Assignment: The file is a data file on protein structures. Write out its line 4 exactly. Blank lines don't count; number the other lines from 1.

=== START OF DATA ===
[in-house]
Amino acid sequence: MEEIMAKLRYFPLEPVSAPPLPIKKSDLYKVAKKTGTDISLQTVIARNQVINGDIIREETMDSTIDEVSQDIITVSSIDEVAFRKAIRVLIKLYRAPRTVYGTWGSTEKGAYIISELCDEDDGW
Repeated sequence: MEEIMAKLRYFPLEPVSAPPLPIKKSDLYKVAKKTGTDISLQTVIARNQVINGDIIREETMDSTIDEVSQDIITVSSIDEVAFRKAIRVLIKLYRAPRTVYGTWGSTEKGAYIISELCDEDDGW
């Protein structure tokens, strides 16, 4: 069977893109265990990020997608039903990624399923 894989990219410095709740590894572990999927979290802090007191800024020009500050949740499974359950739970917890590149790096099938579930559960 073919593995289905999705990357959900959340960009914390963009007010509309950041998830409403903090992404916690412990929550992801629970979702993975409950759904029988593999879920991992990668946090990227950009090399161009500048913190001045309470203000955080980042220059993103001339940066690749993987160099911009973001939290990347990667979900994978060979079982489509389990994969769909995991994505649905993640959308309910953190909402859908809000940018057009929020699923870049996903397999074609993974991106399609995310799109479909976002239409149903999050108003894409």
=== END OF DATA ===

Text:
């Protein structure tokens, strides 16, 4: 069977893109265990990020997608039903990624399923 894989990219410095709740590894572990999927979290802090007191800024020009500050949740499974359950739970917890590149790096099938579930559960 073919593995289905999705990357959900959340960009914390963009007010509309950041998830409403903090992404916690412990929550992801629970979702993975409950759904029988593999879920991992990668946090990227950009090399161009500048913190001045309470203000955080980042220059993103001339940066690749993987160099911009973001939290990347990667979900994978060979079982489509389990994969769909995991994505649905993640959308309910953190909402859908809000940018057009929020699923870049996903397999074609993974991106399609995310799109479909976002239409149903999050108003894409």